The grow operation was reportedly using multiple air conditioning units. Additionally, reports indicate that there were 24 ballasts and grow lights being used inside the home.

Ruiz does not live at the property. But he was reportedly linked to the property. And cops believe he was the one illegally growing weed and taking electricity.

Cops say they found property belonging to Ruiz in the home. This reportedly includes medication, legal paperwork, and a power bill, all of which had Ruiz’s name on them.

After making the arrest, authorities charged Ruiz with marijuana production and grand theft of utility services. Both charges are felonies. Ruiz is currently being held in the Land O Lakes jail on a $10,000 bond.

Facing Possible Legal Punishment

According to Newsweek, under Florida state law a person convicted of grand utility theft could face some hefty penalties. Specifically, they could receive up to a year in prison and a $1,000 fine. Alternatively, they could also be fined up to three times the cost of the stolen utility.

In Florida, recreational cannabis is illegal. And getting caught with up to 20 grams of weed is a misdemeanor offense punishable by up to a year in prison, a fine of up to $1,000, and driver’s license suspension.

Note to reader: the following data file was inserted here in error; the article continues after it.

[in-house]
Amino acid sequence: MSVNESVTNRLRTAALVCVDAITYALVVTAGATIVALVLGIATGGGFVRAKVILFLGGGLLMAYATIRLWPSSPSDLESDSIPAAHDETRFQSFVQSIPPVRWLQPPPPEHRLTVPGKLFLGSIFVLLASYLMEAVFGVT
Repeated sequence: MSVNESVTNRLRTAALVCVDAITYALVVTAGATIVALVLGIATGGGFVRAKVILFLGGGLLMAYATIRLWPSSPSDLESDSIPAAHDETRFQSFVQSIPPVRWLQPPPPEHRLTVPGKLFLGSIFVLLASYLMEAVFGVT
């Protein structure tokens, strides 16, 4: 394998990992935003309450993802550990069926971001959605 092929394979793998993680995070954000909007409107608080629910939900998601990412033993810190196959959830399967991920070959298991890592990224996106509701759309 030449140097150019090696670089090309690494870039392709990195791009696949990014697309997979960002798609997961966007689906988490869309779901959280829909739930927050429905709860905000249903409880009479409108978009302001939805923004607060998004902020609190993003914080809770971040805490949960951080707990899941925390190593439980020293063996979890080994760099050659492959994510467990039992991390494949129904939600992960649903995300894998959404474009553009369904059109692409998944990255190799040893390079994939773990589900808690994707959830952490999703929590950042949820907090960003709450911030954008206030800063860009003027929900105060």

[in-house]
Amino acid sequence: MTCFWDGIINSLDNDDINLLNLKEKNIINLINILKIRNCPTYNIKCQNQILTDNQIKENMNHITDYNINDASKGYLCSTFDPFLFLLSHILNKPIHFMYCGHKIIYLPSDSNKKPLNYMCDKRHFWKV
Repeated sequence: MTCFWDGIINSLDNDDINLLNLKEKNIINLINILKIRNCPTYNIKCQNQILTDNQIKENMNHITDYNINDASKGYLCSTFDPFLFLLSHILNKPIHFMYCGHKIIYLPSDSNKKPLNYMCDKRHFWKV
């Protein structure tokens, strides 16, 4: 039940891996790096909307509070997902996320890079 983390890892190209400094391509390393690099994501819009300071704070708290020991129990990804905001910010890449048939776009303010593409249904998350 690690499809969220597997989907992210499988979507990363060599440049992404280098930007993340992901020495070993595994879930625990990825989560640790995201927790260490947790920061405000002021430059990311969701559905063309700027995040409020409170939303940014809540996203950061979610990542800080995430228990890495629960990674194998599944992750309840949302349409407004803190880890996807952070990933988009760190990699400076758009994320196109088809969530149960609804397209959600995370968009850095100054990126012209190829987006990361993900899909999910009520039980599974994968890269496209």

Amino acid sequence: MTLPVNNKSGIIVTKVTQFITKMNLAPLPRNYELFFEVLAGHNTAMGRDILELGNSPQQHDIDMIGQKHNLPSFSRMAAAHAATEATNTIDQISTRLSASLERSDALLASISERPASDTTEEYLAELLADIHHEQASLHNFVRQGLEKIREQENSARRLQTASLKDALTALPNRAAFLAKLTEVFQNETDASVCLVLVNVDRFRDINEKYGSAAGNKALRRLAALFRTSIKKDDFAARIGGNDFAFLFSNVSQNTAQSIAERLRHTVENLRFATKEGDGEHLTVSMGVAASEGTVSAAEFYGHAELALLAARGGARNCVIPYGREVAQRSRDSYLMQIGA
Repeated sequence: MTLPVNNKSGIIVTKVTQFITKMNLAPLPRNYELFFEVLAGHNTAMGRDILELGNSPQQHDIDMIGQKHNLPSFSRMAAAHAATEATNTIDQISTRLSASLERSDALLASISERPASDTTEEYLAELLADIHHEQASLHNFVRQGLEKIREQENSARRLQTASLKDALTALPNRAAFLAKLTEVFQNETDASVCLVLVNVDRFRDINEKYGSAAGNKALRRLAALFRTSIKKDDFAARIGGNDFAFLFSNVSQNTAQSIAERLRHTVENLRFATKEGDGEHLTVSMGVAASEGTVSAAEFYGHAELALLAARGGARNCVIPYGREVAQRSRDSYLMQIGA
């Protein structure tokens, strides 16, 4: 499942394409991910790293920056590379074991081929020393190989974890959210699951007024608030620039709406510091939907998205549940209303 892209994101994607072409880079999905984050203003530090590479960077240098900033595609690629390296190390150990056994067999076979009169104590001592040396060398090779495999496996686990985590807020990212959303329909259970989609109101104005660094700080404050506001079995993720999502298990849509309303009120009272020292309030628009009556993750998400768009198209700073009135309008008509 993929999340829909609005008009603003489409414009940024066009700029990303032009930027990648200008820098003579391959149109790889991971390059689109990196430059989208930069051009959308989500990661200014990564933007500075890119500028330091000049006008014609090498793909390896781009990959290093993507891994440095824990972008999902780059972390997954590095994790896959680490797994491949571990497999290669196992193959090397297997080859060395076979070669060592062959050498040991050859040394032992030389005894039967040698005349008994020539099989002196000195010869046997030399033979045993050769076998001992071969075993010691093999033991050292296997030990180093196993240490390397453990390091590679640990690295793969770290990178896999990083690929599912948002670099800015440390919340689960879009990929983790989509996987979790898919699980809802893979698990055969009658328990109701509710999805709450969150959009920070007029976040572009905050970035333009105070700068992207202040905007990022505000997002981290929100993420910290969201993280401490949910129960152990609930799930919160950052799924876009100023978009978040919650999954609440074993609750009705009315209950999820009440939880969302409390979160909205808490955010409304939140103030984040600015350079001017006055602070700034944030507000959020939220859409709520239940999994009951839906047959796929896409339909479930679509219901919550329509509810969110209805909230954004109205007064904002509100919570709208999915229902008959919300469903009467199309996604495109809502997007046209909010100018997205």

However, in early August, Democratic state Rep. Shevrin Jones introduced a bill to decriminalize marijuana possession. If Jones’ bill passes into law, possession of up to 20 grams of weed would no longer be a criminal offense. Instead, it would be a noncriminal violation punishable only by a fine of up to $500.

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Medical Marijuana Dispensary Shut Down After Owner Was Caught Selling Meth

An Oklahoma medical marijuana dispensary has been shut down after the owner of the shop was arrested on Wednesday for selling meth. Agents with the Oklahoma Bureau of Narcotics (OBN) arrested Jeffrey Peregrino, 38, the owner of the Left Handed Okies medical marijuana dispensary in Spiro, Oklahoma, who faces two counts of trafficking methamphetamine, according to a spokesman for the law enforcement agency.